In 1868, Edward Draker Cope received a shipment of bones from Kansas that looked promising. It was probably something yet unidentified in America, and he wanted to be the first to publish it. Rushing to beat his rivals to the punch, Cope published this restoration of the elasmosaurus platyurus in the American Philosophical Society journal.
In this original restoration, Cope put the animal's skull on the right, giving it a short neck and a long tail.
Shortly after the reconstruction was published, Cope's rival, O.C. Marsh noticed that the skull had likely been placed on the wrong end of the skeleton. He contacted fellow paleontologist Joseph Leidy who confirmed the mistake.
Cope quickly published a corrected version of the drawing with the skull on the left, giving the creature a longer neck and shorter tail.
Cope tried to purchase all copies of American Philosophical Society that contained the incorrect version, but the damage to his reputation was done. And his rivalry with Marsh would only intensify.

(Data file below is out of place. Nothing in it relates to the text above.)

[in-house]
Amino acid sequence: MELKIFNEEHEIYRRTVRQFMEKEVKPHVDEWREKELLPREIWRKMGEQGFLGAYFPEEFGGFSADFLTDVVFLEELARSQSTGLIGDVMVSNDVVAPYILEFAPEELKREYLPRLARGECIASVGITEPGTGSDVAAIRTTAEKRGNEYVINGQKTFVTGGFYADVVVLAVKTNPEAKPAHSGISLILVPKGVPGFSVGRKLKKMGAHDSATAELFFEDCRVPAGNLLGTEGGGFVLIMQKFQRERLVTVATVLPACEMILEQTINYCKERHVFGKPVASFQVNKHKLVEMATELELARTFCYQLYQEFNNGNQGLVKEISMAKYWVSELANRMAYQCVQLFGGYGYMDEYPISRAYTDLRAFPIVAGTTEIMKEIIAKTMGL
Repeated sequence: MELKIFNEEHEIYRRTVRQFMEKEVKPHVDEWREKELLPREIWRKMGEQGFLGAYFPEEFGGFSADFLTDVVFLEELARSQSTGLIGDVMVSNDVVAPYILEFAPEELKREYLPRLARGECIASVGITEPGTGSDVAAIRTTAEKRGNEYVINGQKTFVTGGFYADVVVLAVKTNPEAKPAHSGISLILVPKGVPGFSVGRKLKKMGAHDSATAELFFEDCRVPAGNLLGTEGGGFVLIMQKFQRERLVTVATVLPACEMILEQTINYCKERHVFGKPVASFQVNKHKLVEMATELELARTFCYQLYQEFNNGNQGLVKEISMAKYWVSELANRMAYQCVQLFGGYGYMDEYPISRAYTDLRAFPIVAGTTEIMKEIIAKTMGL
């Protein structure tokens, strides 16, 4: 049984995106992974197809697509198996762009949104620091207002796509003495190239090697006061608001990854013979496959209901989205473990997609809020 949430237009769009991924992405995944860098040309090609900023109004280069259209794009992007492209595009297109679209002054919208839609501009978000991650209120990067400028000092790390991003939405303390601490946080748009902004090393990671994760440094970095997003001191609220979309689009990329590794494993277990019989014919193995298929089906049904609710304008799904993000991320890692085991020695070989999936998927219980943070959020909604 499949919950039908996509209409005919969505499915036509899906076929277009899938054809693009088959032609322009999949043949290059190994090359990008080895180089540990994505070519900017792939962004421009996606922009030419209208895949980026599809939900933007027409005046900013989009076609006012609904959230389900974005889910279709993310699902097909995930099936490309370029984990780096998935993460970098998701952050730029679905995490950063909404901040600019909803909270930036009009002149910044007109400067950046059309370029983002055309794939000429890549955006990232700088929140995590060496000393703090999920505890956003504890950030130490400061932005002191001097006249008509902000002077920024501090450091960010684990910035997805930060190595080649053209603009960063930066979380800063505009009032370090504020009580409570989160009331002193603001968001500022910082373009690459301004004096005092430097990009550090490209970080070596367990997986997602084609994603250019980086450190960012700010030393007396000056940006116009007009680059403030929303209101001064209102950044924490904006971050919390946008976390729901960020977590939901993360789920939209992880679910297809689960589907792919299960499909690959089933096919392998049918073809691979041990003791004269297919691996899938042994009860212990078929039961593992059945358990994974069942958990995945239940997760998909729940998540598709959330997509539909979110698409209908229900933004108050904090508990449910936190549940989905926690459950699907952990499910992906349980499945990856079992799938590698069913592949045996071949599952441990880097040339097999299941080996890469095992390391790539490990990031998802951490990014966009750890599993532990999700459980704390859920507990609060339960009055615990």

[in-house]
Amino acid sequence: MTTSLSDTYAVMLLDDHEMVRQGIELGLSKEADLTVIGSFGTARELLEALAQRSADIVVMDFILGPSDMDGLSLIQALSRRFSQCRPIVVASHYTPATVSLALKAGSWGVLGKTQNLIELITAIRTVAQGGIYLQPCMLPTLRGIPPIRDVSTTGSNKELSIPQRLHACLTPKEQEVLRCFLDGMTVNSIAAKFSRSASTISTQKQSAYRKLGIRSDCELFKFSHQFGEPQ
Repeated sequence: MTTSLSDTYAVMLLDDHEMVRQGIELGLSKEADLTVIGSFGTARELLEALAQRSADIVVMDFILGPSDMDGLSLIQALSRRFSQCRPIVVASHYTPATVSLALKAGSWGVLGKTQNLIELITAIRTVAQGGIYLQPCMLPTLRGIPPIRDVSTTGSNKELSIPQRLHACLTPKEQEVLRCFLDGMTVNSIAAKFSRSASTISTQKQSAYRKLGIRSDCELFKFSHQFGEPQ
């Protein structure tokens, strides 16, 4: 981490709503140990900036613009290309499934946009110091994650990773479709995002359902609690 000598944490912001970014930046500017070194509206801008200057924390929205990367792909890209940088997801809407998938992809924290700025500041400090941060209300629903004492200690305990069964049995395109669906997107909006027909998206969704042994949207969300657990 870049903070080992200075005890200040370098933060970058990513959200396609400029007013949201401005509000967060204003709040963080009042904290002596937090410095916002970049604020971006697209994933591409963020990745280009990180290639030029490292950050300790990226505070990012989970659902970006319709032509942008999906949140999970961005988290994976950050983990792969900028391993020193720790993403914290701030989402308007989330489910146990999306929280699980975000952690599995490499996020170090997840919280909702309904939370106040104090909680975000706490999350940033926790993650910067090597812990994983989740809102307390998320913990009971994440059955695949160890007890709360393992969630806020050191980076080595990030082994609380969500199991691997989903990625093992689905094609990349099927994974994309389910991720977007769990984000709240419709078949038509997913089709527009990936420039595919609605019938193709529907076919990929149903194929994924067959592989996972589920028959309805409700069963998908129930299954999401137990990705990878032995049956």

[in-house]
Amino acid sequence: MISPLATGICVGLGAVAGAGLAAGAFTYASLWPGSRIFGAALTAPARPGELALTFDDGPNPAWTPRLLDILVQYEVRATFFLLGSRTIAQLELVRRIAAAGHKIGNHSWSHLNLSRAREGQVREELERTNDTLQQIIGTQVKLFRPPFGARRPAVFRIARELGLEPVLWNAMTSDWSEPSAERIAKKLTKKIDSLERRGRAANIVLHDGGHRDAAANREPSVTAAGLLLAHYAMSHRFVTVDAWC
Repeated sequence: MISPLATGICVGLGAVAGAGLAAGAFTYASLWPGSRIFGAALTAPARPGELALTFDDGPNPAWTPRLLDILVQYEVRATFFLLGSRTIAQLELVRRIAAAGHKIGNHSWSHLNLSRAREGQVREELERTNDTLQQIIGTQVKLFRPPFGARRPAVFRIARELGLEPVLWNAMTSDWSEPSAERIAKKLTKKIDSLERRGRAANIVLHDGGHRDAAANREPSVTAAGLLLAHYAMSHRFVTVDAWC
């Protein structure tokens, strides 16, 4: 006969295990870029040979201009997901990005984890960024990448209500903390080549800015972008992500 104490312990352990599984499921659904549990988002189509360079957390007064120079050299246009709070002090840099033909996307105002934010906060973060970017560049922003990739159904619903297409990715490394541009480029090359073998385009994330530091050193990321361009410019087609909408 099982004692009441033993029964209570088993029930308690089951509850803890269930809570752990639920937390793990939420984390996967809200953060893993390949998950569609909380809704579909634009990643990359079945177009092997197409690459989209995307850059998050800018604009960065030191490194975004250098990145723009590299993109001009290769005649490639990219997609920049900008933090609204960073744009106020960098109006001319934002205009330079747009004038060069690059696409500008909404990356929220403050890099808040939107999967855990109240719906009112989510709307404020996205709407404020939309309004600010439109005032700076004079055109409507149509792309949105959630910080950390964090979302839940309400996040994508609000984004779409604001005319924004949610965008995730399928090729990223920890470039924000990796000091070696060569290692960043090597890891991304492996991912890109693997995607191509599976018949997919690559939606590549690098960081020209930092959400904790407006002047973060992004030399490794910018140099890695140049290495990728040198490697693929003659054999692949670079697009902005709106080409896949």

William "Buffalo Bill" Cody's legendary exploits helped create the myth of the American West that still endures today.
It was the largest fire in American history: by the time it was all over, more than three million acres had burned and at least 78 firefighters were dead.
Native Alaskans, oil company representatives, environmentalists, politicians, and others tell the story of the 800-mile pipeline.
The worldwide migration by eager gold-seekers turned California into a land of opportunity and fierce competition.
The journey of Prince Maximilian, German naturalist, and artist Karl Bodmer, who explored the Mississippi River area from 1832-1834.
John Wesley Powell's epic journey into the unknown Grand Canyon was filled with adventure as his team mapped the Colorado River for the first time.
The boy behind the myth, who in just a few short years transformed himself from a skinny orphan to the most feared man in the West and an enduring icon. Part of The Wild West collection.
The Chiricahua Apache medicine man and warrior who refused to accept white man's 'civilization.' Part of The Wild West collection.